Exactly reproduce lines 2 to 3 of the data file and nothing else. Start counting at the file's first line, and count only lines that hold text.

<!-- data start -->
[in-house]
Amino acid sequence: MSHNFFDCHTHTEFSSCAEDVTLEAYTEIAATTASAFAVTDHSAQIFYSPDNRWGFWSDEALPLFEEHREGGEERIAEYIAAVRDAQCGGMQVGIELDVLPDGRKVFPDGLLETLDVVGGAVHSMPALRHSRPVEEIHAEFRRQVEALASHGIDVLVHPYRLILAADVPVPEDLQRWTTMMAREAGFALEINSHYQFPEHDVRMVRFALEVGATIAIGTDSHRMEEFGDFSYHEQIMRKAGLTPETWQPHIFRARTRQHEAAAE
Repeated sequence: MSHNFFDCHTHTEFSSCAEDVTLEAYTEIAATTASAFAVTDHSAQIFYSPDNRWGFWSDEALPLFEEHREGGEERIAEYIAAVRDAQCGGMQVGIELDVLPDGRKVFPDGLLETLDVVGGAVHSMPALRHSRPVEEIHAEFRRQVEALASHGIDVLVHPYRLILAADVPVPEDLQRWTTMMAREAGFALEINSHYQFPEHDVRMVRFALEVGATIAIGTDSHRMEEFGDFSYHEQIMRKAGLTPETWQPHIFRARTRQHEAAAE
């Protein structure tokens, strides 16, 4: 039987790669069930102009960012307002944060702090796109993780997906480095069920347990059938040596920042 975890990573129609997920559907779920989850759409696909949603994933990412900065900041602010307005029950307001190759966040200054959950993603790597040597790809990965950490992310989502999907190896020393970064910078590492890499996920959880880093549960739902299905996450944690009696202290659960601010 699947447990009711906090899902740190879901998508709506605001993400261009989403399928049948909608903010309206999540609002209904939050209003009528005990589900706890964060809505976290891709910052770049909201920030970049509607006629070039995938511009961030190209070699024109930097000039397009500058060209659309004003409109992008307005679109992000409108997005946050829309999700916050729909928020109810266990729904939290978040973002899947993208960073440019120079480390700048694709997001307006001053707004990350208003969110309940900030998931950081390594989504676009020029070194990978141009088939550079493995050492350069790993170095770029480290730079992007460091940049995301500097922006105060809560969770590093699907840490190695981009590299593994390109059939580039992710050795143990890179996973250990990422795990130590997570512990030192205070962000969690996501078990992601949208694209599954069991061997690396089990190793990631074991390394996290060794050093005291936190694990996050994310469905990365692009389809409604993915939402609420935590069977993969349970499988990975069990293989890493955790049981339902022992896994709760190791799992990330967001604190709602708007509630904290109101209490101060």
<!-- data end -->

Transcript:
Amino acid sequence: MSHNFFDCHTHTEFSSCAEDVTLEAYTEIAATTASAFAVTDHSAQIFYSPDNRWGFWSDEALPLFEEHREGGEERIAEYIAAVRDAQCGGMQVGIELDVLPDGRKVFPDGLLETLDVVGGAVHSMPALRHSRPVEEIHAEFRRQVEALASHGIDVLVHPYRLILAADVPVPEDLQRWTTMMAREAGFALEINSHYQFPEHDVRMVRFALEVGATIAIGTDSHRMEEFGDFSYHEQIMRKAGLTPETWQPHIFRARTRQHEAAAE
Repeated sequence: MSHNFFDCHTHTEFSSCAEDVTLEAYTEIAATTASAFAVTDHSAQIFYSPDNRWGFWSDEALPLFEEHREGGEERIAEYIAAVRDAQCGGMQVGIELDVLPDGRKVFPDGLLETLDVVGGAVHSMPALRHSRPVEEIHAEFRRQVEALASHGIDVLVHPYRLILAADVPVPEDLQRWTTMMAREAGFALEINSHYQFPEHDVRMVRFALEVGATIAIGTDSHRMEEFGDFSYHEQIMRKAGLTPETWQPHIFRARTRQHEAAAE